Running a five man operation… okay, a four man and one woman operation, was not within spitting distance of my comfort zone, but circumstances were forcing my hand and I wasn’t about to fold. Not after we’d come so far and been through so much already.
So, whether I liked it or not - and I certainly did not - Ben and I found ourselves relying heavily on three other people. Two of whom, as I’d told Ben that afternoon more times than I cared to count, I wouldn’t normally trust to carry a glass of water from one side of the street to the other.
“Listen, Red,” he said from behind a thick cloud of cigar smoke after I complained one too many times. The two of us were dining alone in a suspiciously quiet saloon while the others made their preparations for the evening‘s fun and games. “Suzie and Nate love money more than their own mothers. With good reason in both cases, mind you, but the point remains. And I’ll be keeping an eye on them just in case they suddenly develop a bad case of chrematophobia.”
“I’m not even going to ask.”
“It’s a fear of money. I got my hands on a medical dictionary a few weeks back and -”
“Because I don’t care.” I took a drink of water and wished it was whiskey. “Besides, you’ve got enough to look out for. If the messenger from the nunnery gets word to Jenkins before we’re ready, the whole plan is as dead as that rat over there in the corner.”
“I’ll be by the door,” Ben said with a shrug. “Nobody will get in that hotel without my permission.”
It hadn’t taken long for Nate to figure out where Jenkins and his posse were holed up, and most of that time was spent sobering him up. The Broken Bow Hotel, lurking in the middle of town like a lecherous uncle, contained the best rooms in Greenwood. Not that there had been a vote or anything like that; and if there had been it would have won by default.
From what Nate could learn, it sounded like the marshal had at least twenty men with him. Which was flattering, I suppose, but a little more than we could handle directly. So we were taking a more discreet route.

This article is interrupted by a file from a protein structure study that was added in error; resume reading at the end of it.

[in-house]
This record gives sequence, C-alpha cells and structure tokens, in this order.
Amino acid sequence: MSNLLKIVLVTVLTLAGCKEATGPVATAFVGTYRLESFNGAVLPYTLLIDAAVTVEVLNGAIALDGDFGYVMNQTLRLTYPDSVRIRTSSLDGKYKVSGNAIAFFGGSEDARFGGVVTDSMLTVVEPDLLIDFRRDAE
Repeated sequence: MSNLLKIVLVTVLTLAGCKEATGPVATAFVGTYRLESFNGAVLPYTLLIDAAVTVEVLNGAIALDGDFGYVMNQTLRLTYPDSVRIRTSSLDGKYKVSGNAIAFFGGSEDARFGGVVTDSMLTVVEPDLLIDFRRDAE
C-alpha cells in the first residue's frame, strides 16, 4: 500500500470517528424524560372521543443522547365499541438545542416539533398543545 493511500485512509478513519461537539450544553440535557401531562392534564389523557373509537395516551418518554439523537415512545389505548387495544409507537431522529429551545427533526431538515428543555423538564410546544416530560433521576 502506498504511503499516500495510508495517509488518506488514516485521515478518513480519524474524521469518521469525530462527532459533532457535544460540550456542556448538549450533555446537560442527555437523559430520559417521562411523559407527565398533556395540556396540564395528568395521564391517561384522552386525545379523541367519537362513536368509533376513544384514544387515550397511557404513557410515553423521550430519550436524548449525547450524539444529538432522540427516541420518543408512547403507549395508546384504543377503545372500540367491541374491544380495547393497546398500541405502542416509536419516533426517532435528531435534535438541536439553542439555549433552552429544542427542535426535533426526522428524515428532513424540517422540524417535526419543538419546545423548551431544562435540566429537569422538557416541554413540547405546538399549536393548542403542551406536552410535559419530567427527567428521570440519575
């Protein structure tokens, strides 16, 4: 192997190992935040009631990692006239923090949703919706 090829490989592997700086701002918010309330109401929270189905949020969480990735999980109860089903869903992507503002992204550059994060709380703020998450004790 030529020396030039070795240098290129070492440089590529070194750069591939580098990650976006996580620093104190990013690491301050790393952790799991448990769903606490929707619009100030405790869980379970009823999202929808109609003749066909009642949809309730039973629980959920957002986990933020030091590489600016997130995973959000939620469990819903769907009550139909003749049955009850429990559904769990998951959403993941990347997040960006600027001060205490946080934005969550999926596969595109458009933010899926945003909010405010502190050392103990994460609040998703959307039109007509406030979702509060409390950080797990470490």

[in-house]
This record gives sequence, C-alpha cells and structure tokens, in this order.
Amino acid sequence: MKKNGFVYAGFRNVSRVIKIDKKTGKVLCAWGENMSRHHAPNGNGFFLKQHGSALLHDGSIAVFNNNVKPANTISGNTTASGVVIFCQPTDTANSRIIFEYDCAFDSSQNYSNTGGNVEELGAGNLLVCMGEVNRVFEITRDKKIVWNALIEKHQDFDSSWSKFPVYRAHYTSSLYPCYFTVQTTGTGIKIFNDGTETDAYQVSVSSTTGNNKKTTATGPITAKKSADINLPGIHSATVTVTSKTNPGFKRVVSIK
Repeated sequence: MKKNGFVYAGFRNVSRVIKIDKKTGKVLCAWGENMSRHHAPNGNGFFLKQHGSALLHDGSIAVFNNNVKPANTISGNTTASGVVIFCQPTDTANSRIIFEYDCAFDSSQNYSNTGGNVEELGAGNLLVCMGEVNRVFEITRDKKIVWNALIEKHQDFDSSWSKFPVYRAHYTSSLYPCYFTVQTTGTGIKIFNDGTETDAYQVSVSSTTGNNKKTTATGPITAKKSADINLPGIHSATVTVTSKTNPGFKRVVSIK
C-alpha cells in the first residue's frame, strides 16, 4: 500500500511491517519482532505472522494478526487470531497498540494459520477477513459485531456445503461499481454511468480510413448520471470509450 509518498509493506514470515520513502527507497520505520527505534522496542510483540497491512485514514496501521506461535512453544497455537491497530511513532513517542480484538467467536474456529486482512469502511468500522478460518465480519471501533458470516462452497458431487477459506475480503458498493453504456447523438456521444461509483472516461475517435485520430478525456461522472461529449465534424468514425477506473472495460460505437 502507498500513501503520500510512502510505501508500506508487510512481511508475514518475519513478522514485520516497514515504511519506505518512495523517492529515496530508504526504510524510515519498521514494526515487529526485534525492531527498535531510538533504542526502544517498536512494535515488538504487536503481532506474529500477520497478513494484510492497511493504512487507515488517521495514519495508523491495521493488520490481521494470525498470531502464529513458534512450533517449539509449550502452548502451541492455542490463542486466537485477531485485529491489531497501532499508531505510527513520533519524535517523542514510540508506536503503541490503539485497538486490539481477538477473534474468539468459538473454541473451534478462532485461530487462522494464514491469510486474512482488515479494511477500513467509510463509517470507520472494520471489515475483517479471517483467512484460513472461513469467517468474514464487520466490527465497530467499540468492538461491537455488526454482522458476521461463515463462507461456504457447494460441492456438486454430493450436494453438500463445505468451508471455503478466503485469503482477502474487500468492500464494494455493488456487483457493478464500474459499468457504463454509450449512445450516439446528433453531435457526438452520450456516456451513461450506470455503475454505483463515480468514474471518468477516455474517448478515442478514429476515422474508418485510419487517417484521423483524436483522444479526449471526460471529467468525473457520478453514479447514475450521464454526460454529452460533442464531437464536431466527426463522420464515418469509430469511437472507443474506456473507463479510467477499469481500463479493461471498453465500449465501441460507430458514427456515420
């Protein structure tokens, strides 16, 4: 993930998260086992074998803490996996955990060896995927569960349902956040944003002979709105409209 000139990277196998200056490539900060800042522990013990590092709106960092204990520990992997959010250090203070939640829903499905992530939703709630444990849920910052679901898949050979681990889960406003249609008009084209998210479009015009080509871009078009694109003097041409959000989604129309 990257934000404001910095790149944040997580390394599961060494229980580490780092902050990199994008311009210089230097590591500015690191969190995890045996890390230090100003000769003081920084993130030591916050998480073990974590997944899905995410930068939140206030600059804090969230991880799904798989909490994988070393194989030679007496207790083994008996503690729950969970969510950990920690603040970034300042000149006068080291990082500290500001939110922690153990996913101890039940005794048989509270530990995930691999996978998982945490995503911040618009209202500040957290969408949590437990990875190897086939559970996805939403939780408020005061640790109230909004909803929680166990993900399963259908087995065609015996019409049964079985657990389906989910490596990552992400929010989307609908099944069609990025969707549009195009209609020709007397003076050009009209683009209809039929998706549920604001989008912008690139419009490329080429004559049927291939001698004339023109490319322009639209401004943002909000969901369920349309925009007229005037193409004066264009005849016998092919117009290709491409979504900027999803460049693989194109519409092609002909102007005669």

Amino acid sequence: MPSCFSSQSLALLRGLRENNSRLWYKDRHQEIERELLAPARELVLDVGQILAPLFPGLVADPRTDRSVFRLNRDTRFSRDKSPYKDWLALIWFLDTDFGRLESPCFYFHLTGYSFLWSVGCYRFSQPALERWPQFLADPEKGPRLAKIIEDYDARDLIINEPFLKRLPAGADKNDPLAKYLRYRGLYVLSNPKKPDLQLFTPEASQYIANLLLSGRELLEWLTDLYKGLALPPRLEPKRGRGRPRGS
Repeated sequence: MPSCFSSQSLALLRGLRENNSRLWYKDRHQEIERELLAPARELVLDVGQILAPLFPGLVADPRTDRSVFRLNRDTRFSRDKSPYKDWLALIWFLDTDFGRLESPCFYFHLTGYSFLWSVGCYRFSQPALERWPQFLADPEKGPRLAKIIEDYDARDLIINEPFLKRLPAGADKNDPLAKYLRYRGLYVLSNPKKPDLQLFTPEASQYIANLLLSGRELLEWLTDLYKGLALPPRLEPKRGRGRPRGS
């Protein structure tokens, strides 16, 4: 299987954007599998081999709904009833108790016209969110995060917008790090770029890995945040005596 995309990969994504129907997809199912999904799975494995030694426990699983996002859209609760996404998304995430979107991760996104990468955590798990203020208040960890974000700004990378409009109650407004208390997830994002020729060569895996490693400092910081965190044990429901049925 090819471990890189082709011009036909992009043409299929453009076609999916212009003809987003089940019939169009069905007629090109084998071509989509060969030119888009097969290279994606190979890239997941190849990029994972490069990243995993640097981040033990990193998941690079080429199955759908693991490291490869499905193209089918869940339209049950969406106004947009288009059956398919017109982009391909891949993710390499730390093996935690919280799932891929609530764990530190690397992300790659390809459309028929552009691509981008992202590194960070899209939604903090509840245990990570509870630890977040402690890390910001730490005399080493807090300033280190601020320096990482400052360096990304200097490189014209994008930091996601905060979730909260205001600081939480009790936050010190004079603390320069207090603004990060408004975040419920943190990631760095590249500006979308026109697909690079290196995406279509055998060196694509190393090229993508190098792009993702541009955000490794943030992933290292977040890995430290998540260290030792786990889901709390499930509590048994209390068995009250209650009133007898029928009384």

“This is big, Ben,” I said, putting my fork down and leaving the rest of my steak for the kitchen dog to suffer through. “We pull this off and we’re set for life.”
“So what’s making you more nervous,” Ben asked with a serious expression, “getting caught... or getting away with it?”
It was a good question and I didn’t have a good answer. Thankfully Suzie came waltzing through the door just then and saved me the trouble of coming up with a half-decent lie.
“You’re looking…” I trailed off into silence, unable to come up with the appropriate words. Ben looked over his shoulder and stepped up to the plate to take a swing at it.
“Like a barmaid who’ll lift her skirt for a song. And not a very good song at that.”
I groaned and waited for the slap but it never came. Instead Suzie beamed like she’d just received the best compliment in the world and took a seat at our table. It was an effort not to stare at her proudly displayed cleavage, so I focused on her heavily done up face instead. Was it enough to fool Jenkins?
“What’d you do with the girl you’re filling in for?” Ben asked.
“She’s having a nice nap in Nate’s bedroom,” she replied, looking at our waters with disappointment. I gave her a look that said not to start and, to my surprise, she didn’t. “When she wakes up the rope will keep her there and the sock will keep her quiet. Don’t let me forget to set her free when all this is done.”